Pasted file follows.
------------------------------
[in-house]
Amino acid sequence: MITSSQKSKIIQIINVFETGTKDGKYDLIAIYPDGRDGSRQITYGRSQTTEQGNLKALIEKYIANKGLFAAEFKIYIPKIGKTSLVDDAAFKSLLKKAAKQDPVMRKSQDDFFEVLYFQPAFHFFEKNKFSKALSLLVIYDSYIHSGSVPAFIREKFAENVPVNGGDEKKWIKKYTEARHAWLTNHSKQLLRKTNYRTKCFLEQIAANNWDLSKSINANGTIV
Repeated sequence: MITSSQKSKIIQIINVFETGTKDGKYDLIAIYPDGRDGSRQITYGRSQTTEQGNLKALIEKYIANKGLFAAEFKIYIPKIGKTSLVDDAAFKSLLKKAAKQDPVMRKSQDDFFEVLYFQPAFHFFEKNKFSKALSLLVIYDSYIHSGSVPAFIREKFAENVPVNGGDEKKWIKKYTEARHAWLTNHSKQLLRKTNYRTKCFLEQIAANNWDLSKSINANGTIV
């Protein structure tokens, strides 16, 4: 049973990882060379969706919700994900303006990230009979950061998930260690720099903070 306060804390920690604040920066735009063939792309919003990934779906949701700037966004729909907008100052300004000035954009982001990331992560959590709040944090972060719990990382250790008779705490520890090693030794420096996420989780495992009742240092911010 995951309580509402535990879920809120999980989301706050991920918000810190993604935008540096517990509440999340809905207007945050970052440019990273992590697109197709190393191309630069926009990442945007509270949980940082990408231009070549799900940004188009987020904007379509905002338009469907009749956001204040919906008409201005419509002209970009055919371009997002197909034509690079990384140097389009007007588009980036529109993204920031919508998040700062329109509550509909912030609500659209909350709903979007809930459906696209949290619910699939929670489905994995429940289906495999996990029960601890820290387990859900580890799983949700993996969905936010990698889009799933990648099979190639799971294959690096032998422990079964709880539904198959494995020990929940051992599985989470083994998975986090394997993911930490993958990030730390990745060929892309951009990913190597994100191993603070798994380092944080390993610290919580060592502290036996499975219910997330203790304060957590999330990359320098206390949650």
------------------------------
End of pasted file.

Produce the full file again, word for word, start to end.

[in-house]
Amino acid sequence: MITSSQKSKIIQIINVFETGTKDGKYDLIAIYPDGRDGSRQITYGRSQTTEQGNLKALIEKYIANKGLFAAEFKIYIPKIGKTSLVDDAAFKSLLKKAAKQDPVMRKSQDDFFEVLYFQPAFHFFEKNKFSKALSLLVIYDSYIHSGSVPAFIREKFAENVPVNGGDEKKWIKKYTEARHAWLTNHSKQLLRKTNYRTKCFLEQIAANNWDLSKSINANGTIV
Repeated sequence: MITSSQKSKIIQIINVFETGTKDGKYDLIAIYPDGRDGSRQITYGRSQTTEQGNLKALIEKYIANKGLFAAEFKIYIPKIGKTSLVDDAAFKSLLKKAAKQDPVMRKSQDDFFEVLYFQPAFHFFEKNKFSKALSLLVIYDSYIHSGSVPAFIREKFAENVPVNGGDEKKWIKKYTEARHAWLTNHSKQLLRKTNYRTKCFLEQIAANNWDLSKSINANGTIV
């Protein structure tokens, strides 16, 4: 049973990882060379969706919700994900303006990230009979950061998930260690720099903070 306060804390920690604040920066735009063939792309919003990934779906949701700037966004729909907008100052300004000035954009982001990331992560959590709040944090972060719990990382250790008779705490520890090693030794420096996420989780495992009742240092911010 995951309580509402535990879920809120999980989301706050991920918000810190993604935008540096517990509440999340809905207007945050970052440019990273992590697109197709190393191309630069926009990442945007509270949980940082990408231009070549799900940004188009987020904007379509905002338009469907009749956001204040919906008409201005419509002209970009055919371009997002197909034509690079990384140097389009007007588009980036529109993204920031919508998040700062329109509550509909912030609500659209909350709903979007809930459906696209949290619910699939929670489905994995429940289906495999996990029960601890820290387990859900580890799983949700993996969905936010990698889009799933990648099979190639799971294959690096032998422990079964709880539904198959494995020990929940051992599985989470083994998975986090394997993911930490993958990030730390990745060929892309951009990913190597994100191993603070798994380092944080390993610290919580060592502290036996499975219910997330203790304060957590999330990359320098206390949650």